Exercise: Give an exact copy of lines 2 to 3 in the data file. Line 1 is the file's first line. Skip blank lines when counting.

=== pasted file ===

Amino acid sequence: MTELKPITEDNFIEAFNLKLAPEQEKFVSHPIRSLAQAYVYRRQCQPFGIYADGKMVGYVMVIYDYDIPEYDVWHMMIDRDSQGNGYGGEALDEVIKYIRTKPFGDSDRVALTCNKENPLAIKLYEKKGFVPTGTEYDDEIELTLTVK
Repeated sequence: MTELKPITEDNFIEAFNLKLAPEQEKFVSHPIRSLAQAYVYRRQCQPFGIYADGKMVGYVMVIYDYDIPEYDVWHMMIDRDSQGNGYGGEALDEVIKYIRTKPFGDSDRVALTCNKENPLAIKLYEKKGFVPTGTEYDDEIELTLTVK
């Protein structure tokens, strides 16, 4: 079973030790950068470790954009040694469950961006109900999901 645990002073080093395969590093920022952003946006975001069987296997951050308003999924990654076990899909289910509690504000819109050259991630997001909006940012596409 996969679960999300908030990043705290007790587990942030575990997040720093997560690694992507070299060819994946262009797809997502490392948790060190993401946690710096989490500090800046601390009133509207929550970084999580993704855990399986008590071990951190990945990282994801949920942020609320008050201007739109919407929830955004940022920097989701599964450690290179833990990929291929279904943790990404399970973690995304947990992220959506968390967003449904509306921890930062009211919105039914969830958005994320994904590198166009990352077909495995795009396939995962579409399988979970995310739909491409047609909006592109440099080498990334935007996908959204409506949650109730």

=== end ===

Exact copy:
Repeated sequence: MTELKPITEDNFIEAFNLKLAPEQEKFVSHPIRSLAQAYVYRRQCQPFGIYADGKMVGYVMVIYDYDIPEYDVWHMMIDRDSQGNGYGGEALDEVIKYIRTKPFGDSDRVALTCNKENPLAIKLYEKKGFVPTGTEYDDEIELTLTVK
């Protein structure tokens, strides 16, 4: 079973030790950068470790954009040694469950961006109900999901 645990002073080093395969590093920022952003946006975001069987296997951050308003999924990654076990899909289910509690504000819109050259991630997001909006940012596409 996969679960999300908030990043705290007790587990942030575990997040720093997560690694992507070299060819994946262009797809997502490392948790060190993401946690710096989490500090800046601390009133509207929550970084999580993704855990399986008590071990951190990945990282994801949920942020609320008050201007739109919407929830955004940022920097989701599964450690290179833990990929291929279904943790990404399970973690995304947990992220959506968390967003449904509306921890930062009211919105039914969830958005994320994904590198166009990352077909495995795009396939995962579409399988979970995310739909491409047609909006592109440099080498990334935007996908959204409506949650109730």